PS: 9/19/13 Committee meeting

After further considering the position of Tropical, and the Port. It was also stated that Tropical does not use all of the Maritime Office Building(MOB) that they have under lease. In order for them to remain in the PORT. Maybe they could lease only the area of the building they use, and the rest could be leased out to others. This would save them money, and The PORT could keep them in the building at the same price/sq. while making a profit on the rest of the building.


Army Corp of Engineers take core samples of the bottom of our freshly deepened channel for potential future development of our channel and turning basin.

Army Corp of Engineers take core samples of the bottom of our freshly deepened channel for potential future development of our channel and turning basin.



On September 19, 2013 the official board meeting was opened at approximately 4:04 pm (EST) by Chairman George Mastick. There was a quorum with all required officers were present. The pledge of allegiance was given to the respect of our country and flag, and the meeting proceeded. The minutes of the proceeding meeting were unanimously accepted ant then some of the items of the consent agenda modified. This was also unanimously approved.

The meeting quickly moved through additions and deletions one issue concerning community grants and Delta Sigma Theta Sorority sponsorship. The meeting then moved to an award presentation to Mr. Richard Laird, for 10 years of outstanding service to the Port. This type of outstanding service is commendable. The award was presented by the Port Commissioners, and the Port’s Executive Director Mr. Manual Almira. During the award a quick photo session by the Port’s Public Relations Specialist Julie Huston Trieste was performed, and the meeting resumed.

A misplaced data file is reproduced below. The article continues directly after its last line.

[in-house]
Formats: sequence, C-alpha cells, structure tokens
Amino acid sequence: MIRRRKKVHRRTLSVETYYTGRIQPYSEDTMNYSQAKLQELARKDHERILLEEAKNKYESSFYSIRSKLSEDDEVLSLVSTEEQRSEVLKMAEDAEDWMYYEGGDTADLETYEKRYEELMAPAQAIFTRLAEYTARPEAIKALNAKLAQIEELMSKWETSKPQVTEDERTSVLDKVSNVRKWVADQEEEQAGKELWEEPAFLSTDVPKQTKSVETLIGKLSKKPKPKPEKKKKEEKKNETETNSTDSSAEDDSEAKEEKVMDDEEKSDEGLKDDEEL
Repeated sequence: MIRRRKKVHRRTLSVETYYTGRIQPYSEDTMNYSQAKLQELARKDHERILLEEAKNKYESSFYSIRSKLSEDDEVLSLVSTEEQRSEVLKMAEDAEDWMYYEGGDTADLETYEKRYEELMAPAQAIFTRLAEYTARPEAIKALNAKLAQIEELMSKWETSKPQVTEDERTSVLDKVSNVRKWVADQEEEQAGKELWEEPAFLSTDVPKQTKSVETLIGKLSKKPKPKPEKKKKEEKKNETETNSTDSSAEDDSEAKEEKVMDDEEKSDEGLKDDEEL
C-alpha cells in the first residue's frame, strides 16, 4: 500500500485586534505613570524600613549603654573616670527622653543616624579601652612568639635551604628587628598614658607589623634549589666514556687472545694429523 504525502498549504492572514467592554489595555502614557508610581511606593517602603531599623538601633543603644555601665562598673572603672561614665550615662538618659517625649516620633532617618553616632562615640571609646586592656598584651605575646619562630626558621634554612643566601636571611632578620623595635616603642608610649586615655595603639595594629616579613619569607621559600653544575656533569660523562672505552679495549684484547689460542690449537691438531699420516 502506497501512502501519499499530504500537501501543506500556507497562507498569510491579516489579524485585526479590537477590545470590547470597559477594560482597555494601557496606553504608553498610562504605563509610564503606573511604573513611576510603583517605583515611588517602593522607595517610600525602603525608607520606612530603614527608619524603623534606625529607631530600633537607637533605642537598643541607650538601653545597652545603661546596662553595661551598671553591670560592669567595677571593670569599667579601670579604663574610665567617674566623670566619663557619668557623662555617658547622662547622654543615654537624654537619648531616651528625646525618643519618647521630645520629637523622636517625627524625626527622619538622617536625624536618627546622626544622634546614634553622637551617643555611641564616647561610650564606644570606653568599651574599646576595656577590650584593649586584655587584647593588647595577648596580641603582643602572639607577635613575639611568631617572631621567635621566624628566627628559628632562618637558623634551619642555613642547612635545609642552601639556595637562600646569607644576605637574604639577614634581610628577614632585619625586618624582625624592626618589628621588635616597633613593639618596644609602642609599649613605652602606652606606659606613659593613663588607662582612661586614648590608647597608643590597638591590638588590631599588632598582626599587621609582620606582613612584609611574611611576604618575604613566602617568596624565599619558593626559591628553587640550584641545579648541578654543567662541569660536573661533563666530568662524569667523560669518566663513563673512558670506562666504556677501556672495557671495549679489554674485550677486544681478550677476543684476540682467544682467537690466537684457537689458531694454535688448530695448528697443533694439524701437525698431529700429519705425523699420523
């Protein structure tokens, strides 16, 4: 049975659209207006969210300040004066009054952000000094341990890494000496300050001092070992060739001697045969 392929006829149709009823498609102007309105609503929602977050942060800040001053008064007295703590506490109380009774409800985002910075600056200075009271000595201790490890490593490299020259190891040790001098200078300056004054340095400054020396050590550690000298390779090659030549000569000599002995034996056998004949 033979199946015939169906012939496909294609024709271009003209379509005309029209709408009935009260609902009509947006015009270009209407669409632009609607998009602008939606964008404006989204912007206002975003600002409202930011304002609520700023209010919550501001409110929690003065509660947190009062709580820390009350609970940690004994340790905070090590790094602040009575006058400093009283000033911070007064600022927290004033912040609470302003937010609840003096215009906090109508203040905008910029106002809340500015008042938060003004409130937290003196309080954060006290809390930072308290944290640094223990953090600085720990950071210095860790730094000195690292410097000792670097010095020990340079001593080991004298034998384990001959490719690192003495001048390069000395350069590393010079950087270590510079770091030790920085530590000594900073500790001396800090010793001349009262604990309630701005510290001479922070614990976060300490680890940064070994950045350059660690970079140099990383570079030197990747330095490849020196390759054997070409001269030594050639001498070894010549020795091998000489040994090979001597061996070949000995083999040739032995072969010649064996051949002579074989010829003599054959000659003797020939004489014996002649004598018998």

The other issues of this September meeting are not necesstily in order or complete as the meeting was roughly 2 ½ hr. long, and to go into complete  detail would be writing a chapter in a book so I have chosen to touch upon the topics that I feel are most important, them being, not  necessarily in this order, the power plant coming online, the County code violation that has been cited against the Port, and the Maritime Museum on Peanut Island, the renewal of Tropical Shipping’s lease of the MOB, Power line easements and improvements, A change order in construction, and the extension of time to sell the Bahamas Celebration. These issues being presented to the Board of Commissioners by Port Executive Director Manuel Almira and his assistants.

The Port of Palm Beach has been cited along with the Peanut Island Maritime Museum for failing to obtain a permit for a specific event that was held at the Museum on Peanut Island. The preliminary hearing on the alleged violation is to be held on October 2, 2013. It is now necessary that both the Port as property owners, and the Museum “Maritime Business” have legal representation at this hearing. It was decided by the commission that the Port’s attorney Greg Pickens is to be present at that meeting along with Anthony Miller “Maritime Business” and their legal council. The Port of Palm Beach Post will try to keep you informed upon this issue. Eventually the Port must decide who is to pay for the Port’s representation of this action, and whether if the Maritime Museum has committed a violation, will the lease to “Maritime Business” lease be terminated?